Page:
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Every year, about one million new cases of colon cancer are diagnosed worldwide. About 150,000 new cases are detected each year in the United States. Over a lifetime, about 1 in 19 people develop colon cancer and nearly 50,000 people are expected to die from it in the U.S. this year. According to the American Cancer Society, colon cancer is the third leading cause of cancer-related death in the U.S., accounting for about 10 percent of all cancer deaths.
Surgeon to perform live-streamed Virtual Reality surgery on colon cancer patient using Mativision technology

Surgeon to perform live-streamed Virtual Reality surgery on colon cancer patient using Mativision technology

An operation on a patient with colon cancer at The Royal London Hospital will be the first in the world to be broadcast live through pioneering virtual reality (VR) technology. [More]
Researchers link higher levels of vitamin D to reduced cancer risk

Researchers link higher levels of vitamin D to reduced cancer risk

Researchers at University of California, San Diego School of Medicine report that higher levels of vitamin D - specifically serum 25-hydroxyvitamin D - are associated with a correspondingly reduced risk of cancer. The findings are published in the April 6, online issue of PLOS ONE. [More]
New CWRU study identifies three glycosyltransferases as major mutational targets in colorectal cancer

New CWRU study identifies three glycosyltransferases as major mutational targets in colorectal cancer

Little is known about the molecular basis of aberrant protein glycosylation, a complex enzymatic process that is a hallmark of many human cancers including colorectal cancers (CRC), and how it may contribute to tumor progression. In a new study published in Scientific Reports, an online journal of the Nature Publishing Group, scientists at Case Western Reserve University School of Medicine have successfully characterized the mutational landscapes of glycosylation-associated genes in colon cancer, identifying three glycosyltransferases as significant mutational targets in CRC. [More]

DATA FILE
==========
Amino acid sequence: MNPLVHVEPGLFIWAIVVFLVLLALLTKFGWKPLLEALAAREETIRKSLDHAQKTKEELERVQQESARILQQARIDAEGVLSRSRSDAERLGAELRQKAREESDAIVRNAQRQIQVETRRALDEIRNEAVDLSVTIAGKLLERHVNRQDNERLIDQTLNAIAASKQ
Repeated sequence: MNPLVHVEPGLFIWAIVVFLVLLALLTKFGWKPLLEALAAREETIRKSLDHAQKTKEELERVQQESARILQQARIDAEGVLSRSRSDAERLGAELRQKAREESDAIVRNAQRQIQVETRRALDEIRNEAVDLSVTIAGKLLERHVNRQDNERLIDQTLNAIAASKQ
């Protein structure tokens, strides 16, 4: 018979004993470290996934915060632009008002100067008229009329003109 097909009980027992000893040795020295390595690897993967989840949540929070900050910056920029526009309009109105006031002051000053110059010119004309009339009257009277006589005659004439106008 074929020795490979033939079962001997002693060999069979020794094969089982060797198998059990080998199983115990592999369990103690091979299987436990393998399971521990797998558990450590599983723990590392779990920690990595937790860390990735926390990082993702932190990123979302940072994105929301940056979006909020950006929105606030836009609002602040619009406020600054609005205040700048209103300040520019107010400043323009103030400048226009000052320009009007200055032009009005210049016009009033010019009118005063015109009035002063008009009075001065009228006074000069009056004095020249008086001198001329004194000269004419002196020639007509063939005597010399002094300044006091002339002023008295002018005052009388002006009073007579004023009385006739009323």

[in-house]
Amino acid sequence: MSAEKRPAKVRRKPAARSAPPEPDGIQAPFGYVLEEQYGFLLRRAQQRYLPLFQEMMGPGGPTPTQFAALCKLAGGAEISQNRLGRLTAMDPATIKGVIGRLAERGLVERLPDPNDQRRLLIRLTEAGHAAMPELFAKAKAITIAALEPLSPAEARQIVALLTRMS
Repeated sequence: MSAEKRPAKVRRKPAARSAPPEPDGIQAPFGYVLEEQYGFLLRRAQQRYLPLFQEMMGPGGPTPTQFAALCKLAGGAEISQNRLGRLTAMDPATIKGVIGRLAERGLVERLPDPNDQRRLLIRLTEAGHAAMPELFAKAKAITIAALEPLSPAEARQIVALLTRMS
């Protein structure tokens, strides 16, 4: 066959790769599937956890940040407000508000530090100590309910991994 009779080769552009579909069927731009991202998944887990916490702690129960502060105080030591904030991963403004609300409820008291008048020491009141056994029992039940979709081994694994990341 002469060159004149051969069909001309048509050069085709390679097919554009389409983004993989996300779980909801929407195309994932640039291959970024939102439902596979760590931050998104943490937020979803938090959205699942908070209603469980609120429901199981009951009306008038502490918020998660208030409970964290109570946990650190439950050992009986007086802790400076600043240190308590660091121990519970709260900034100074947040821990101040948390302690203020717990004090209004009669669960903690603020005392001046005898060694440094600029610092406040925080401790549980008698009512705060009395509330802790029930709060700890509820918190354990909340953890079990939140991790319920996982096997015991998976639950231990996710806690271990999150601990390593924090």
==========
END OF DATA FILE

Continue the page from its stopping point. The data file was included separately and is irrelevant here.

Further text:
USC study finds coffee consumption decreases colorectal cancer risk

USC study finds coffee consumption decreases colorectal cancer risk

Whether you like your coffee black, decaf, half-caff or even instant, feel free to drink up. Researchers at the University of Southern California (USC) Norris Comprehensive Cancer Center of Keck Medicine of USC have found that coffee consumption decreases the risk of colorectal cancer. [More]
Study finds that married men over age 55 more likely to get colonoscopy

Study finds that married men over age 55 more likely to get colonoscopy

A national study involving 804 couples found that married men over age 55 were almost 20 percent more likely to have had a screening colonoscopy in the previous five years than men who were not married. Men married to women who are happier with the marital relationship were nearly 30 percent more likely. That rises to more than 40 percent if their wives were highly educated. [More]
Researchers develop metastasis-on-a-chip system to advance cancer investigation, drug discovery

Researchers develop metastasis-on-a-chip system to advance cancer investigation, drug discovery

Advances in personalized medicine allow doctors to select the most promising drugs for certain types of malignant tumors. [More]
Prognostic test could help lower cancer recurrence for colorectal patients

Prognostic test could help lower cancer recurrence for colorectal patients

Colorectal cancer, one of the most commonly diagnosed cancers in the United States, is not a commonly discussed disease. Often symptomless in early stages, the cancer is more difficult to treat as it progresses, requiring chemotherapy in later stages. Researchers at the University of Notre Dame are working on a way to identify patients who would benefit from chemotherapy before the cancer progresses. [More]
Researchers uncover antitumoral nature of maslinic acid in colon cancer cells

Researchers uncover antitumoral nature of maslinic acid in colon cancer cells

Researchers from the University of Granada, in collaboration with the universities of Barcelona and Jaen, have brought to light the antitumoral nature of maslinic acid (a compound derived from olives) in Caco-2 p53-deficient colon adenocarcinoma cells in the short term. [More]
NLRX1 protein could be new biomarker for colorectal cancer, find UNC Lineberger researchers

NLRX1 protein could be new biomarker for colorectal cancer, find UNC Lineberger researchers

UNC Lineberger Comprehensive Cancer Center researchers have discovered that a deficiency in a key protein that regulates immune system warning signals could be a new biomarker for colorectal cancer, the second largest cancer killer in the United States. They believe the marker could be used to gauge response to a potential new treatment for the disease. [More]
High-fat diet may make intestinal stem cells to become cancerous